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India rejects Canada’s election interference charge

Canadian Prime Minister previously asserted India's involvement in the murder of Khalistani terrorist Hardeep Singh Nijjar

This incident marks the latest development in a series of allegations and counter-allegations that surfaced last year / Image - PIB

In a strongly worded statement, India has dismissed allegations of election interference in Canada, emphasizing that it is Ottawa that has been "interfering in our internal affairs."

In a recently declassified intelligence report, Canada identified India as a "foreign threat" with the potential to interfere in their elections. The  October 2022 report, titled "Foreign Interference and Elections: A National Security Assessment,"  cautioned that foreign interference was undermining the integrity of Canada's democracy.

Canada has also leveled similar accusations against China and Russia, with Beijing being labeled as "by far the most significant threat."

"We have seen media reports about a Canadian commission inquiring into foreign interference... We strongly reject such baseless allegations of Indian interference in Canadian elections. It is not India's policy to interfere in the democratic process of other countries," Ministry of External Affairs (MEA) spokesperson Randhir Jaiswal told reporters.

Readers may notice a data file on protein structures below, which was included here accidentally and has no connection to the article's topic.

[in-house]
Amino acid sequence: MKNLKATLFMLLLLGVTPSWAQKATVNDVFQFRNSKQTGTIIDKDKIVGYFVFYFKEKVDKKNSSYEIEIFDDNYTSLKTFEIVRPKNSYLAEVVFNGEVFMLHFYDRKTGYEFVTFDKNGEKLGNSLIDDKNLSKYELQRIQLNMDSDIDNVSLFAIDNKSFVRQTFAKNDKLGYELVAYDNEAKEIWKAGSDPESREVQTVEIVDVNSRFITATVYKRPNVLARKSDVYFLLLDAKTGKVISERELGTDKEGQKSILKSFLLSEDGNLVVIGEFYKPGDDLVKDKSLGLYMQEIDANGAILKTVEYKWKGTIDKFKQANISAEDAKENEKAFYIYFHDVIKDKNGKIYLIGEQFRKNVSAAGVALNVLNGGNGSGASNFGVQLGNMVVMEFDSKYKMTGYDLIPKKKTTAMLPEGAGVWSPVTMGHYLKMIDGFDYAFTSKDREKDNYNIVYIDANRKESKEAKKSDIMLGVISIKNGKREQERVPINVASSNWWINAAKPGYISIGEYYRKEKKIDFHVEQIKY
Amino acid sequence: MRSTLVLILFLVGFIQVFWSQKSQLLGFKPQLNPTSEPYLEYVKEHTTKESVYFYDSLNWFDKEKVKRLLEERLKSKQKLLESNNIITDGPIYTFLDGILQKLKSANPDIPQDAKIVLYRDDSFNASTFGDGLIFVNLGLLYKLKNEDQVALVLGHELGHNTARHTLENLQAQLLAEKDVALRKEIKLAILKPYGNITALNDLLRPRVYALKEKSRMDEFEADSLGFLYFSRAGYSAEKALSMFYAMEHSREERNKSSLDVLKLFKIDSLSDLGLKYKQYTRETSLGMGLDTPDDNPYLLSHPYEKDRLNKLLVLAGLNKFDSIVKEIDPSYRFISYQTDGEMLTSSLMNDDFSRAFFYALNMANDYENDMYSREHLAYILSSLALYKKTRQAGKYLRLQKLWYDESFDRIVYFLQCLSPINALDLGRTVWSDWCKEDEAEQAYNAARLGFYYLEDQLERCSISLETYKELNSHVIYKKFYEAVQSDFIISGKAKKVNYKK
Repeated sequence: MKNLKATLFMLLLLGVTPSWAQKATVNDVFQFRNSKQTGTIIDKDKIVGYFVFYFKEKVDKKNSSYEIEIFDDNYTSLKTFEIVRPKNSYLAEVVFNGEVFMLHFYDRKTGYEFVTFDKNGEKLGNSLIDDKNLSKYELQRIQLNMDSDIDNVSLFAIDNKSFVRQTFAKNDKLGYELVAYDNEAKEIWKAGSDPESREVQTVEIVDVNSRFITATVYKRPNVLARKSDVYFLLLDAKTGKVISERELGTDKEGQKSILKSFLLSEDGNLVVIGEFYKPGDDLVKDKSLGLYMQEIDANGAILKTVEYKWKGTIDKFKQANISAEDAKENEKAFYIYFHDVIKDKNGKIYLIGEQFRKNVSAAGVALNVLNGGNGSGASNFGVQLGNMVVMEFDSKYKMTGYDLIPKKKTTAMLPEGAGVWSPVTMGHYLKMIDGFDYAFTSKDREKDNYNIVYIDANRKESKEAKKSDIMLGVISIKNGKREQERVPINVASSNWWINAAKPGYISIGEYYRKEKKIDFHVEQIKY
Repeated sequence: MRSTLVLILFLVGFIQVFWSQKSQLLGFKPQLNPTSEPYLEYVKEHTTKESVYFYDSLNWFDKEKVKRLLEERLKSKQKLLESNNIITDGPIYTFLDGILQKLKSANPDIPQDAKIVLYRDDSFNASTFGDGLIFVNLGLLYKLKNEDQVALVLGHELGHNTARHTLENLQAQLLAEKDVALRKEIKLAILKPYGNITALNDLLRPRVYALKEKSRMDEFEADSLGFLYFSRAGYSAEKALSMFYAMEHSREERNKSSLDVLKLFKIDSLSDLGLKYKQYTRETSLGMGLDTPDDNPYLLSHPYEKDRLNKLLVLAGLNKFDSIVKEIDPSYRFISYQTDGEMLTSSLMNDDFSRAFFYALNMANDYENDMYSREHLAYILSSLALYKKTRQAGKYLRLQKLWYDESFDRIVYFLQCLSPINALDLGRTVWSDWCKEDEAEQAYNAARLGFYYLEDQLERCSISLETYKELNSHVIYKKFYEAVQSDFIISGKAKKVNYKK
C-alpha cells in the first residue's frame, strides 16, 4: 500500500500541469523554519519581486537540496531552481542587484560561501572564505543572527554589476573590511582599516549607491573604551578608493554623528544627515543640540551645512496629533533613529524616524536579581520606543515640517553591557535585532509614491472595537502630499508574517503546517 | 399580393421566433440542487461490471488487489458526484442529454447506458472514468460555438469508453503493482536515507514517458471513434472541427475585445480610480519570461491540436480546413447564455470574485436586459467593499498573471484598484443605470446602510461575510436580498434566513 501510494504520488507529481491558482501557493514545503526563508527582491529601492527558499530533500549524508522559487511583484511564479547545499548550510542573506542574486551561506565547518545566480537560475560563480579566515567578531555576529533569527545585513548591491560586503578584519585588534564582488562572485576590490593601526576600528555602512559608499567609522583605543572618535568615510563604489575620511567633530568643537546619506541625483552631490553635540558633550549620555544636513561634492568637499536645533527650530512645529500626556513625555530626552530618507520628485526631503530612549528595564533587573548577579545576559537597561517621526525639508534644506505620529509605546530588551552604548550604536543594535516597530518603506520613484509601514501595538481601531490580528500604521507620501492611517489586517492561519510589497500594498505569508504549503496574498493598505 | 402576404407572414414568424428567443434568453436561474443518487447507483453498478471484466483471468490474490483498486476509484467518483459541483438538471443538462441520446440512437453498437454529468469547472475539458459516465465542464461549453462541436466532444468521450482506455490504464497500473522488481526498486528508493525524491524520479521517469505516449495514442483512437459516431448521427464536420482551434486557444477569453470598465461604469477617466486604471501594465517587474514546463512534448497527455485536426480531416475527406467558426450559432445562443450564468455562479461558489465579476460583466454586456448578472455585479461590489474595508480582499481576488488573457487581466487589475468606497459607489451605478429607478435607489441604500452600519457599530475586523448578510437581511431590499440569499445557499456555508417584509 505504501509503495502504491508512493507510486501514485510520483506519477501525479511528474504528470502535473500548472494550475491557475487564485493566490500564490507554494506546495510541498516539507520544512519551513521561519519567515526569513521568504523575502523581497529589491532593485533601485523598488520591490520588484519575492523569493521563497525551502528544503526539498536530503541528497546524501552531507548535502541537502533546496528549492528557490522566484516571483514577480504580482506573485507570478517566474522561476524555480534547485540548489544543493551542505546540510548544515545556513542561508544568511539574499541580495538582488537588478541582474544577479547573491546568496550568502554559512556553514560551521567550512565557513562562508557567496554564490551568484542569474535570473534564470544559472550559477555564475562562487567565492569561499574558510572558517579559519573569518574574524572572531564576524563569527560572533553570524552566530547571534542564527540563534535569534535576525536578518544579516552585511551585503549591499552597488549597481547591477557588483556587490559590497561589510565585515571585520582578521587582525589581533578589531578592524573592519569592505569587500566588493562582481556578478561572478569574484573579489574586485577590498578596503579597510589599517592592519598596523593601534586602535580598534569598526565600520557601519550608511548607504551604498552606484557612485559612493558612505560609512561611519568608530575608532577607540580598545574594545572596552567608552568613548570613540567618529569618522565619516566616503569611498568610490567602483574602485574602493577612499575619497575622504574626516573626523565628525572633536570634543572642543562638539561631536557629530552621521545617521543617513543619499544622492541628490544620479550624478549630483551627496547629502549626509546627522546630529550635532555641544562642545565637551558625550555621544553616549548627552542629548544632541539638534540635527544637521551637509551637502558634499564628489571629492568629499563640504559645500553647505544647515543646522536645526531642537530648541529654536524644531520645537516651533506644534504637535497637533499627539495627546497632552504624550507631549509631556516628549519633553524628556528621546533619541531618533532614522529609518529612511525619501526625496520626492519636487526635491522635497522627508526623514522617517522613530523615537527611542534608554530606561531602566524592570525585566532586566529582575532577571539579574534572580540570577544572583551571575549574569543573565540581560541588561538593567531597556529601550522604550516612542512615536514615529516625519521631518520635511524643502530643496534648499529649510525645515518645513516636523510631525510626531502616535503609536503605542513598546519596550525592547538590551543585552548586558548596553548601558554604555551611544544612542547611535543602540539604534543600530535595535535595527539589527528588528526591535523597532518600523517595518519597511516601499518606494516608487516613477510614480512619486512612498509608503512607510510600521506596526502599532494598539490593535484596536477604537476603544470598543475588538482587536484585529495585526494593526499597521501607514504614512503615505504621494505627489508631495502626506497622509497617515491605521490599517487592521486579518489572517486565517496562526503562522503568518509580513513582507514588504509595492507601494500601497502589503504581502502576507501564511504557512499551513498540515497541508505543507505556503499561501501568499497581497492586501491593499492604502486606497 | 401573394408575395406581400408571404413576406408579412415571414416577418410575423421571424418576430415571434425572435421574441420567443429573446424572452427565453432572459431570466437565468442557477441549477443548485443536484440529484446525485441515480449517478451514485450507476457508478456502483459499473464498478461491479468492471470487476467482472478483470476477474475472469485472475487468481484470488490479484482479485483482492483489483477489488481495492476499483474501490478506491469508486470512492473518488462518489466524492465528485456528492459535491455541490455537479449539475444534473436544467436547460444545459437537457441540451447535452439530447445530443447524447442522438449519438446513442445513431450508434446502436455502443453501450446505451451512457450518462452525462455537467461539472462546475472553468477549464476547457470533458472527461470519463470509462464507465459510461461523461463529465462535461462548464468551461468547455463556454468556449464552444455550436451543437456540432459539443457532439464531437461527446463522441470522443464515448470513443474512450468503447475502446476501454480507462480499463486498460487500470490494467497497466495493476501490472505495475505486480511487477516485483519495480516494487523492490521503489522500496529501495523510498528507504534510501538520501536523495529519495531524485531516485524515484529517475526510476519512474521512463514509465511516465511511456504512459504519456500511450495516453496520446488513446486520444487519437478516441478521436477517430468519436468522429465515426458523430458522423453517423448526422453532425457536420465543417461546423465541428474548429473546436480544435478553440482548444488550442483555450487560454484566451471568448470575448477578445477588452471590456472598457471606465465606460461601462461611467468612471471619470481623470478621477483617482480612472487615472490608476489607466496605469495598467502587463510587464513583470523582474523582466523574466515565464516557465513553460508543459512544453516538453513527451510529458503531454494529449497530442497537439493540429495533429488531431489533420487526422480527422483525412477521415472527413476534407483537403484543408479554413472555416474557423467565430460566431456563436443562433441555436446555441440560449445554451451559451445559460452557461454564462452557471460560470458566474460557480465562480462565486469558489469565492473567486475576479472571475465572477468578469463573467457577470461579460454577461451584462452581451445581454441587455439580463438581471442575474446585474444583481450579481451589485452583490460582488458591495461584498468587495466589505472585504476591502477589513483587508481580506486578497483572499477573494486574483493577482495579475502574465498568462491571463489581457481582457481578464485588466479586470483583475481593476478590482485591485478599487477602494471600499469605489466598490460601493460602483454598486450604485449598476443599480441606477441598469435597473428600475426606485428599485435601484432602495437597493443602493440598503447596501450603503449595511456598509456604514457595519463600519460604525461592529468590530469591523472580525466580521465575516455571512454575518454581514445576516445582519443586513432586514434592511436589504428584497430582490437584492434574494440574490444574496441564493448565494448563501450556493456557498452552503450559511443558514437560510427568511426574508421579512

"In fact, it's quite the reverse. It is Canada that has been interfering in our internal affairs. We have been raising this issue regularly with them. We continue to call on Canada to take effective measures to address our core concerns," Jaiswal added.

This marks the latest development in a series of allegations and counter-allegations that surfaced between the two countries last year. Canadian Prime Minister Justin Trudeau previously asserted India's involvement in the murder of Khalistani terrorist Hardeep Singh Nijjar, an accusation that India vehemently denied.

Tensions escalated between India and Canada following a bilateral meeting on the sidelines of the G20 summit in Delhi last year, during which Prime Minister Narendra Modi criticized Justin Trudeau over increasing secessionist activities in Canada.

Subsequently, Trudeau made a provocative accusation, suggesting that "Indian government agents" might have been involved in the shooting of the terrorist Nijjar, who was a Canadian citizen.

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